“Dragon Palace”: Shape-Shifting Short StoriesCulture Society
Kawakami Hiromi’s Dragon Palace, translated into English by Ted Goossen from the Japanese Ryūgū (2002), is a collection of short stories inhabited by shape-shifting characters who cross thin boundaries between the worlds of humans, animals, and gods. Kawakami has established herself as one of Japan’s most popular contemporary authors around the world, and with the publication of her latest book, she now has eight available in English translation.
In the opening story, “Hokusai,” a man accosts the depressed narrator, who is staring out to sea, and demands that he buy drinks for them both. Over glasses of shōchū, he claims that he used to be an octopus, and boasts that his seduction of a pearl diver was the basis for a famous print—a reference to Hokusai’s Tako to ama (commonly known in English as The Dream of the Fisherman’s Wife).
Through the fog of drunkenness, the narrator seems to see the man’s body going “soft and blurry,” and the tips of his arms and legs “sprouting small suckers and turning transparent.” A woman the two men pursue also becomes blob-like as they run, until she vanishes into the night. The narrator wants to escape from his freeloading drinking partner, but also feels attracted to the possibility of breaking loose from the human world.
A Mole’s Story
Kawakami often blends metamorphoses and other legendary action with humdrum details from everyday life. In “Hokusai,” one conversation takes place in a children’s playground, where the narrator sits on a concrete squirrel. While this first story maintains the possibility that its fantastic elements are the product of drink-fueled imagination, however, the others are firmly over the line separating them from realism.
Even so, a story like “Mole” has its own bizarre logic. The mole protagonist works at an office in the human world—he describes himself as two-thirds the height of an average man. Once despised by colleagues, he is now generally ignored, except when he’s needed to write an address, as his calligraphy is said to be the best in the company. But this mole also collects humans and takes them to the underground home where he lives with his wife.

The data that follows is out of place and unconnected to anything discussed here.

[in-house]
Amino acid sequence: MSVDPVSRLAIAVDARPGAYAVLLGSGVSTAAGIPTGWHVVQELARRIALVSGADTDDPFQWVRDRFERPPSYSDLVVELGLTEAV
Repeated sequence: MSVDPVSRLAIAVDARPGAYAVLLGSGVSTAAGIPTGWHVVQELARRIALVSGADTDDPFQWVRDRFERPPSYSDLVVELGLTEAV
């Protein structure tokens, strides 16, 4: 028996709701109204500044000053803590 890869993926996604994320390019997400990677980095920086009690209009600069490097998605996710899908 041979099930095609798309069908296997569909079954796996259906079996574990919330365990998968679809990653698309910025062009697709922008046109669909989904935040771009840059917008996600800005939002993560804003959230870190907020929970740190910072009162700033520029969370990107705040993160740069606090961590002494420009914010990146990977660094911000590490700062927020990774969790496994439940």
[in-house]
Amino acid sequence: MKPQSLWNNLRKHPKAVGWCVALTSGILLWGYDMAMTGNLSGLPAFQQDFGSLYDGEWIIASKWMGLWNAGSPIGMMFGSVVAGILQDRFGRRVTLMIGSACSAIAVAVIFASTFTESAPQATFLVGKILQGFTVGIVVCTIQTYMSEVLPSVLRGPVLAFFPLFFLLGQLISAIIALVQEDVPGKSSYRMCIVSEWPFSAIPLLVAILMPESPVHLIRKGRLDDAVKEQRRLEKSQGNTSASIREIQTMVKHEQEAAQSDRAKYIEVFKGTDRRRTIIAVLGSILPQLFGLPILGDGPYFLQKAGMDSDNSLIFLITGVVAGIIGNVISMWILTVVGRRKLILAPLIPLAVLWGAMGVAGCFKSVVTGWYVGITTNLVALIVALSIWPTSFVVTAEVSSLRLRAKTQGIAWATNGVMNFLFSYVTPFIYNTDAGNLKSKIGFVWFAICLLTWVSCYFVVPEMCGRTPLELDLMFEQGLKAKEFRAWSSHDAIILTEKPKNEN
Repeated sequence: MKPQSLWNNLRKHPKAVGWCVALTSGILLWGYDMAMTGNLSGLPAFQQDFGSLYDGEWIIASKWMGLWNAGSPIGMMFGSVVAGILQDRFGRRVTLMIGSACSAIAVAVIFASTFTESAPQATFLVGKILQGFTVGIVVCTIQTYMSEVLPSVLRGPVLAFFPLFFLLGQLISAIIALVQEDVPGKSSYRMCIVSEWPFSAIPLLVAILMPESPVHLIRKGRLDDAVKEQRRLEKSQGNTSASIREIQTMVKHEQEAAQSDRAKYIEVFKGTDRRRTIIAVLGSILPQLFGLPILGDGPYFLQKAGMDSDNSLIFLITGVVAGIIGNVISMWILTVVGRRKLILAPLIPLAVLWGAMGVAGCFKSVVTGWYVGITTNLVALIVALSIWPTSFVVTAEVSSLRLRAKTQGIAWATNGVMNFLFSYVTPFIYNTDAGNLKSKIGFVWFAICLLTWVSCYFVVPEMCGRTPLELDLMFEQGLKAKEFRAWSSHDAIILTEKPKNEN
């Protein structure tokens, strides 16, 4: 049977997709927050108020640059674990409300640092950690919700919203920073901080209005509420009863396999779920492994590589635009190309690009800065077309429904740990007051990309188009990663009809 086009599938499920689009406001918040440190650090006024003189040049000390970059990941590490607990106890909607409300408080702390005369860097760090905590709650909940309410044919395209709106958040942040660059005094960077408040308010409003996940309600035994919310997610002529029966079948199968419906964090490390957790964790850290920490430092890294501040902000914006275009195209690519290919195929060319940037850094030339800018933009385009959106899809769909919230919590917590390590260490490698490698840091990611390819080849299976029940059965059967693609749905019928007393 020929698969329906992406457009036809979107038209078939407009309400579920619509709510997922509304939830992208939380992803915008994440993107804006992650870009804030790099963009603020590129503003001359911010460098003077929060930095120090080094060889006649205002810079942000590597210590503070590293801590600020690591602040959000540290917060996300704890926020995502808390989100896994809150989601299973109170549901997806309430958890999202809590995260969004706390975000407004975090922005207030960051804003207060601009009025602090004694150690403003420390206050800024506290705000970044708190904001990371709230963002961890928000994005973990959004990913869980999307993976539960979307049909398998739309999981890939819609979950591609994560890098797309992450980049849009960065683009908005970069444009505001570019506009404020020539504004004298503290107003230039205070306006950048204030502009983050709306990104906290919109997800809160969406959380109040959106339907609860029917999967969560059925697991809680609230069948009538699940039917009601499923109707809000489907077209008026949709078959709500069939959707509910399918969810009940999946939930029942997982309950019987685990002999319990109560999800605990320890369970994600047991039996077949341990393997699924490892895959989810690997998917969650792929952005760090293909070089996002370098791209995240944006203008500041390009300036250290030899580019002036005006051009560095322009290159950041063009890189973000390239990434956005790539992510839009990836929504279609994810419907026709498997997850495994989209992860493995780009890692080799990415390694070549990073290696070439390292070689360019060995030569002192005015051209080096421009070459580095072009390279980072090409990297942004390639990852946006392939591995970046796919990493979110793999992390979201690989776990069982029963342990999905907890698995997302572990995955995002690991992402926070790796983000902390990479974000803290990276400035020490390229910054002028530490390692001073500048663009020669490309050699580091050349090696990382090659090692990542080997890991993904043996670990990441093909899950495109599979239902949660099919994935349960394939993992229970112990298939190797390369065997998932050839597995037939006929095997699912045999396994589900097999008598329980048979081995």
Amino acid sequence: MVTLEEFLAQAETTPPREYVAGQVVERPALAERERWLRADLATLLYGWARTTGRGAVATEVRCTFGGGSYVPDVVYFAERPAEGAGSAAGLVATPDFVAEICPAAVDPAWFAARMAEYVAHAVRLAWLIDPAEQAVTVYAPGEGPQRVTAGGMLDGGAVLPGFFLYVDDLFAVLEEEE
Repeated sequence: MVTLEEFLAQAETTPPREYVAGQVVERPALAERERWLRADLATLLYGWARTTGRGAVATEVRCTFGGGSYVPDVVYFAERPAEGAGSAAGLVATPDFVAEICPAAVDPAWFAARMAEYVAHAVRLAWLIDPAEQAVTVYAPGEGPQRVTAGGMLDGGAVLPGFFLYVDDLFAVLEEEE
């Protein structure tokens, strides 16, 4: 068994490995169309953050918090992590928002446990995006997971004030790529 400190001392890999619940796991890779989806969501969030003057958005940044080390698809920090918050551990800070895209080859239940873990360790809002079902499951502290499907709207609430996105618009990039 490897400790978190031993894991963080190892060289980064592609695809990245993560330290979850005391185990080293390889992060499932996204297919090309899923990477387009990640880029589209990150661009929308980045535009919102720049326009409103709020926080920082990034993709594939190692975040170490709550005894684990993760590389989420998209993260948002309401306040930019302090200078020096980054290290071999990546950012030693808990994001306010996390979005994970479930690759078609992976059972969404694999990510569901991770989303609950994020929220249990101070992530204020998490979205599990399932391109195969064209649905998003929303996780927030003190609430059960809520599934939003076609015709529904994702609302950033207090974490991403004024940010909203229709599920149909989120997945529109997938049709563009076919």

The humans he picks up have hollowed out and lost all substance, but do not have the energy to die. He shrinks them so he can carry them home, where he and his wife look after them in the hope that they will recover. If they respond to a tap on the shoulder, they are ready to go back to the world, but if they die, he tosses them into a pit. The outsider mole’s disinterested altruism makes for a strangely touching story.
Far from the Ocean
The final story, “Sea Horse,” shows parallels with “Hokusai” in its protagonist, who leaves the sea for the human world. At first, she is drawn by physical desire for a fisherman, but within six months, he is flat broke, and she is passed on to the boss of the village. “He placed a metal ring around my neck and linked it to a long chain bolted to a stake.”
So begins a life of moving from husband to husband. Even after she is no longer physically confined, she is living far from the ocean and no longer remembers how to get back there. The casual misogyny seen in “Hokusai” is mirrored by the unfeeling treatment of the “sea horse” wife, who is punished for any attempts to escape. With her present husband, however, she has four children and feels “almost completely human.”
Her sons are typical, but her daughter is different. She works in a rental video store after dropping out from school, but there is more to her than that. “Looking at her, I felt as though my original self had been reborn.” There is something “vast and boundless about her.” The daughter’s determination, contrasting with her mother’s resignation, spurs the story on to its climax.
Even as the collection shows considerable variation in style, with stories that follow their own rules and others more comfortable with loose ends, the atmosphere of legends that runs through Dragon Palace gives it a sense of unity. Its explorations of other forms of existence allow for a fresh perspective on our human concerns.
Dragon Palace, by Kawakami Hiromi, a translation by Ted Goossen, is published by Stone Bridge Press on September 19, 2023.
(Originally published in English. Banner image: The cover of Dragon Palace. Courtesy of Stone Bridge Press.)